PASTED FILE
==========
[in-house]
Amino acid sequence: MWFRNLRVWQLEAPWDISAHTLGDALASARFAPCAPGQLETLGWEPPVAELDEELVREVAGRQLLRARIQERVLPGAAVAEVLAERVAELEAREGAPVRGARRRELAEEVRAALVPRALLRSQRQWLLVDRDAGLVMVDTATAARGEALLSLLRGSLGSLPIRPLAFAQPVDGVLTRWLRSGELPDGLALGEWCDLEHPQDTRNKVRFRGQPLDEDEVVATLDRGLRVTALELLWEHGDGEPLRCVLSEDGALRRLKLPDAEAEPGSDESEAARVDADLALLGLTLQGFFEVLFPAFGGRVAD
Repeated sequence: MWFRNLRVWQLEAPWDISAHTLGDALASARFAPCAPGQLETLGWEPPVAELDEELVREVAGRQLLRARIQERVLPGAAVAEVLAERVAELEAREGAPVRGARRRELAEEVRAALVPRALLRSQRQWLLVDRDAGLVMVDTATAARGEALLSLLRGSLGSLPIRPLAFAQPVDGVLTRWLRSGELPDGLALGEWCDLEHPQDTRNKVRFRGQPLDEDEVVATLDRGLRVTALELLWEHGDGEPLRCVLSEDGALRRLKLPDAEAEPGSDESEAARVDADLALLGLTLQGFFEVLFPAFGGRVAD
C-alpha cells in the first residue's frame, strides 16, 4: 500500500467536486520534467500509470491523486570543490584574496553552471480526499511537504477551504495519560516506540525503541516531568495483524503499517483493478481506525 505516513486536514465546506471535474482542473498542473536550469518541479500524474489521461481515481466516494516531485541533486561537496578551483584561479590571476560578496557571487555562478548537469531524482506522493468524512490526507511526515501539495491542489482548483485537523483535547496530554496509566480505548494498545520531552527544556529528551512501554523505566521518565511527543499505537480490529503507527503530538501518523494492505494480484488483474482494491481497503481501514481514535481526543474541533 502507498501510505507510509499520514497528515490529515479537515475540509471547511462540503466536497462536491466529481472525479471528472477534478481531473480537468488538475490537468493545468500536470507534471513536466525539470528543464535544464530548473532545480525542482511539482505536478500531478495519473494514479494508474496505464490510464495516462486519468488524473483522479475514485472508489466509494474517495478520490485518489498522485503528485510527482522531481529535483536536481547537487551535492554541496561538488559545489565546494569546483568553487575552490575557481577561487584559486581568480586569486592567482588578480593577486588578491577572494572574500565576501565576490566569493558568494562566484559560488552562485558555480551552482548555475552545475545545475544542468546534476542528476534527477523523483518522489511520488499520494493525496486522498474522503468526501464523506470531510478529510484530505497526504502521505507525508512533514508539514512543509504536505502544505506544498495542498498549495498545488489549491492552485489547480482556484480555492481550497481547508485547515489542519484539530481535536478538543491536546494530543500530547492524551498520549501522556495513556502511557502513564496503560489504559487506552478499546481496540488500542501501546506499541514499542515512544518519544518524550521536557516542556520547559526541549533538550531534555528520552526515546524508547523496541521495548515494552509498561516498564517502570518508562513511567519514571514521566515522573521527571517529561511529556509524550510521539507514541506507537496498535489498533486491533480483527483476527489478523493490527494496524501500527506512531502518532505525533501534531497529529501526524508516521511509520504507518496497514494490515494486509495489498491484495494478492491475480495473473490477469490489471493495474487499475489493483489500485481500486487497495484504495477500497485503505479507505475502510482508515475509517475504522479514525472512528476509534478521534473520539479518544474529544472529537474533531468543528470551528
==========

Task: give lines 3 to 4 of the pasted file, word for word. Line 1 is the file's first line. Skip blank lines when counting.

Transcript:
Repeated sequence: MWFRNLRVWQLEAPWDISAHTLGDALASARFAPCAPGQLETLGWEPPVAELDEELVREVAGRQLLRARIQERVLPGAAVAEVLAERVAELEAREGAPVRGARRRELAEEVRAALVPRALLRSQRQWLLVDRDAGLVMVDTATAARGEALLSLLRGSLGSLPIRPLAFAQPVDGVLTRWLRSGELPDGLALGEWCDLEHPQDTRNKVRFRGQPLDEDEVVATLDRGLRVTALELLWEHGDGEPLRCVLSEDGALRRLKLPDAEAEPGSDESEAARVDADLALLGLTLQGFFEVLFPAFGGRVAD
C-alpha cells in the first residue's frame, strides 16, 4: 500500500467536486520534467500509470491523486570543490584574496553552471480526499511537504477551504495519560516506540525503541516531568495483524503499517483493478481506525 505516513486536514465546506471535474482542473498542473536550469518541479500524474489521461481515481466516494516531485541533486561537496578551483584561479590571476560578496557571487555562478548537469531524482506522493468524512490526507511526515501539495491542489482548483485537523483535547496530554496509566480505548494498545520531552527544556529528551512501554523505566521518565511527543499505537480490529503507527503530538501518523494492505494480484488483474482494491481497503481501514481514535481526543474541533 502507498501510505507510509499520514497528515490529515479537515475540509471547511462540503466536497462536491466529481472525479471528472477534478481531473480537468488538475490537468493545468500536470507534471513536466525539470528543464535544464530548473532545480525542482511539482505536478500531478495519473494514479494508474496505464490510464495516462486519468488524473483522479475514485472508489466509494474517495478520490485518489498522485503528485510527482522531481529535483536536481547537487551535492554541496561538488559545489565546494569546483568553487575552490575557481577561487584559486581568480586569486592567482588578480593577486588578491577572494572574500565576501565576490566569493558568494562566484559560488552562485558555480551552482548555475552545475545545475544542468546534476542528476534527477523523483518522489511520488499520494493525496486522498474522503468526501464523506470531510478529510484530505497526504502521505507525508512533514508539514512543509504536505502544505506544498495542498498549495498545488489549491492552485489547480482556484480555492481550497481547508485547515489542519484539530481535536478538543491536546494530543500530547492524551498520549501522556495513556502511557502513564496503560489504559487506552478499546481496540488500542501501546506499541514499542515512544518519544518524550521536557516542556520547559526541549533538550531534555528520552526515546524508547523496541521495548515494552509498561516498564517502570518508562513511567519514571514521566515522573521527571517529561511529556509524550510521539507514541506507537496498535489498533486491533480483527483476527489478523493490527494496524501500527506512531502518532505525533501534531497529529501526524508516521511509520504507518496497514494490515494486509495489498491484495494478492491475480495473473490477469490489471493495474487499475489493483489500485481500486487497495484504495477500497485503505479507505475502510482508515475509517475504522479514525472512528476509534478521534473520539479518544474529544472529537474533531468543528470551528